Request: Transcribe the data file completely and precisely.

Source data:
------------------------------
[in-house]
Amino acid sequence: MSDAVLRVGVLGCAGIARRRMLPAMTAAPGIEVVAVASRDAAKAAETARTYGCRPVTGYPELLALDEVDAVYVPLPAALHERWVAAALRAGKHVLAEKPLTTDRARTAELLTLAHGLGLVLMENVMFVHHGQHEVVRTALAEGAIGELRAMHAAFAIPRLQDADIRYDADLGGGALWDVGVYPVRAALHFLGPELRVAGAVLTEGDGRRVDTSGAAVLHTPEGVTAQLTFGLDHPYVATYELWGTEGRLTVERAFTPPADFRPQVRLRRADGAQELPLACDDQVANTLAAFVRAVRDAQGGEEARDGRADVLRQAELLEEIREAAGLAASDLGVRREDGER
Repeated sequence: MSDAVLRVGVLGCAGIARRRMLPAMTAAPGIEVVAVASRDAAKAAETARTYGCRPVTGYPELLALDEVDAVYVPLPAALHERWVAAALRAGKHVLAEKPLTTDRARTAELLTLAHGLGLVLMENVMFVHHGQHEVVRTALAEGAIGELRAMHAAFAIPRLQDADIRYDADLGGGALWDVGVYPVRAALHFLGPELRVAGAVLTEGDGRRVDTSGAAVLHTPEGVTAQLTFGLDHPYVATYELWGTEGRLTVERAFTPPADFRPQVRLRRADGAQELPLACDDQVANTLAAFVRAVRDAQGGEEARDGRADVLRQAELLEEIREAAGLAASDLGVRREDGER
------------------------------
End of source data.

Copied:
[in-house]
Amino acid sequence: MSDAVLRVGVLGCAGIARRRMLPAMTAAPGIEVVAVASRDAAKAAETARTYGCRPVTGYPELLALDEVDAVYVPLPAALHERWVAAALRAGKHVLAEKPLTTDRARTAELLTLAHGLGLVLMENVMFVHHGQHEVVRTALAEGAIGELRAMHAAFAIPRLQDADIRYDADLGGGALWDVGVYPVRAALHFLGPELRVAGAVLTEGDGRRVDTSGAAVLHTPEGVTAQLTFGLDHPYVATYELWGTEGRLTVERAFTPPADFRPQVRLRRADGAQELPLACDDQVANTLAAFVRAVRDAQGGEEARDGRADVLRQAELLEEIREAAGLAASDLGVRREDGER
Repeated sequence: MSDAVLRVGVLGCAGIARRRMLPAMTAAPGIEVVAVASRDAAKAAETARTYGCRPVTGYPELLALDEVDAVYVPLPAALHERWVAAALRAGKHVLAEKPLTTDRARTAELLTLAHGLGLVLMENVMFVHHGQHEVVRTALAEGAIGELRAMHAAFAIPRLQDADIRYDADLGGGALWDVGVYPVRAALHFLGPELRVAGAVLTEGDGRRVDTSGAAVLHTPEGVTAQLTFGLDHPYVATYELWGTEGRLTVERAFTPPADFRPQVRLRRADGAQELPLACDDQVANTLAAFVRAVRDAQGGEEARDGRADVLRQAELLEEIREAAGLAASDLGVRREDGER